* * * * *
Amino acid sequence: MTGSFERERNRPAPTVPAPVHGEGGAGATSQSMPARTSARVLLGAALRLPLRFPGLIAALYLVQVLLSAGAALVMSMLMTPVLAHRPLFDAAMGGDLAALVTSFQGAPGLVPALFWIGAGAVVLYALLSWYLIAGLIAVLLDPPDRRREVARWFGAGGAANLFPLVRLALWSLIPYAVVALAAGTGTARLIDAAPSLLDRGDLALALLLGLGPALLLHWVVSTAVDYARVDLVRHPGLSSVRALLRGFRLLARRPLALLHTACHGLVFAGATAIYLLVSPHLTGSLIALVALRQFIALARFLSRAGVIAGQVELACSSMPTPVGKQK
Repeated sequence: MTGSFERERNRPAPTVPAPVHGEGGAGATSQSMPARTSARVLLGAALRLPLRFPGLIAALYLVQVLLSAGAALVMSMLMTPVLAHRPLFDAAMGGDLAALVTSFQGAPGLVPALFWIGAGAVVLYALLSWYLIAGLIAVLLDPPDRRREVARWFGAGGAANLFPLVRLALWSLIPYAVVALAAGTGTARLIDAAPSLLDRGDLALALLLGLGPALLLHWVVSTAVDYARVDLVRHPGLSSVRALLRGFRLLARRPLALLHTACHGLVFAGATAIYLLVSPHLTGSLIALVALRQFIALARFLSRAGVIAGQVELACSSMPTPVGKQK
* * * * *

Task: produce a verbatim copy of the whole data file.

Amino acid sequence: MTGSFERERNRPAPTVPAPVHGEGGAGATSQSMPARTSARVLLGAALRLPLRFPGLIAALYLVQVLLSAGAALVMSMLMTPVLAHRPLFDAAMGGDLAALVTSFQGAPGLVPALFWIGAGAVVLYALLSWYLIAGLIAVLLDPPDRRREVARWFGAGGAANLFPLVRLALWSLIPYAVVALAAGTGTARLIDAAPSLLDRGDLALALLLGLGPALLLHWVVSTAVDYARVDLVRHPGLSSVRALLRGFRLLARRPLALLHTACHGLVFAGATAIYLLVSPHLTGSLIALVALRQFIALARFLSRAGVIAGQVELACSSMPTPVGKQK
Repeated sequence: MTGSFERERNRPAPTVPAPVHGEGGAGATSQSMPARTSARVLLGAALRLPLRFPGLIAALYLVQVLLSAGAALVMSMLMTPVLAHRPLFDAAMGGDLAALVTSFQGAPGLVPALFWIGAGAVVLYALLSWYLIAGLIAVLLDPPDRRREVARWFGAGGAANLFPLVRLALWSLIPYAVVALAAGTGTARLIDAAPSLLDRGDLALALLLGLGPALLLHWVVSTAVDYARVDLVRHPGLSSVRALLRGFRLLARRPLALLHTACHGLVFAGATAIYLLVSPHLTGSLIALVALRQFIALARFLSRAGVIAGQVELACSSMPTPVGKQK